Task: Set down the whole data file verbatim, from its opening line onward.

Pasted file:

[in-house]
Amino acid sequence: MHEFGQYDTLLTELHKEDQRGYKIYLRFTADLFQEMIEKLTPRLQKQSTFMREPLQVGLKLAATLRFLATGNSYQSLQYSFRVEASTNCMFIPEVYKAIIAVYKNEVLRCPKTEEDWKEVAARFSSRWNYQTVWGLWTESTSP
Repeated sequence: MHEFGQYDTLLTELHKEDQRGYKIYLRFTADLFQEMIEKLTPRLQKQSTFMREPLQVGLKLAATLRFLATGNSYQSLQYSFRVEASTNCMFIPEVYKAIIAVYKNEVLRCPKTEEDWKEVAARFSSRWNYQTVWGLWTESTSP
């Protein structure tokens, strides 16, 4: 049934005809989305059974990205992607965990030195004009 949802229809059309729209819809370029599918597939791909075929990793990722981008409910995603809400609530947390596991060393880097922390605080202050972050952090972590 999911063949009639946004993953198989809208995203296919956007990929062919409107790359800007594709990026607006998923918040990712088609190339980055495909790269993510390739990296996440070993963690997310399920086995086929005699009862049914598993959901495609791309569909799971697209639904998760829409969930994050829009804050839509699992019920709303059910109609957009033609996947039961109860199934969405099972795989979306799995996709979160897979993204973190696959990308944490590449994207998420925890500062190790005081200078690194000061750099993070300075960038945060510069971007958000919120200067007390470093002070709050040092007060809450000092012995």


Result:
[in-house]
Amino acid sequence: MHEFGQYDTLLTELHKEDQRGYKIYLRFTADLFQEMIEKLTPRLQKQSTFMREPLQVGLKLAATLRFLATGNSYQSLQYSFRVEASTNCMFIPEVYKAIIAVYKNEVLRCPKTEEDWKEVAARFSSRWNYQTVWGLWTESTSP
Repeated sequence: MHEFGQYDTLLTELHKEDQRGYKIYLRFTADLFQEMIEKLTPRLQKQSTFMREPLQVGLKLAATLRFLATGNSYQSLQYSFRVEASTNCMFIPEVYKAIIAVYKNEVLRCPKTEEDWKEVAARFSSRWNYQTVWGLWTESTSP
């Protein structure tokens, strides 16, 4: 049934005809989305059974990205992607965990030195004009 949802229809059309729209819809370029599918597939791909075929990793990722981008409910995603809400609530947390596991060393880097922390605080202050972050952090972590 999911063949009639946004993953198989809208995203296919956007990929062919409107790359800007594709990026607006998923918040990712088609190339980055495909790269993510390739990296996440070993963690997310399920086995086929005699009862049914598993959901495609791309569909799971697209639904998760829409969930994050829009804050839509699992019920709303059910109609957009033609996947039961109860199934969405099972795989979306799995996709979160897979993204973190696959990308944490590449994207998420925890500062190790005081200078690194000061750099993070300075960038945060510069971007958000919120200067007390470093002070709050040092007060809450000092012995």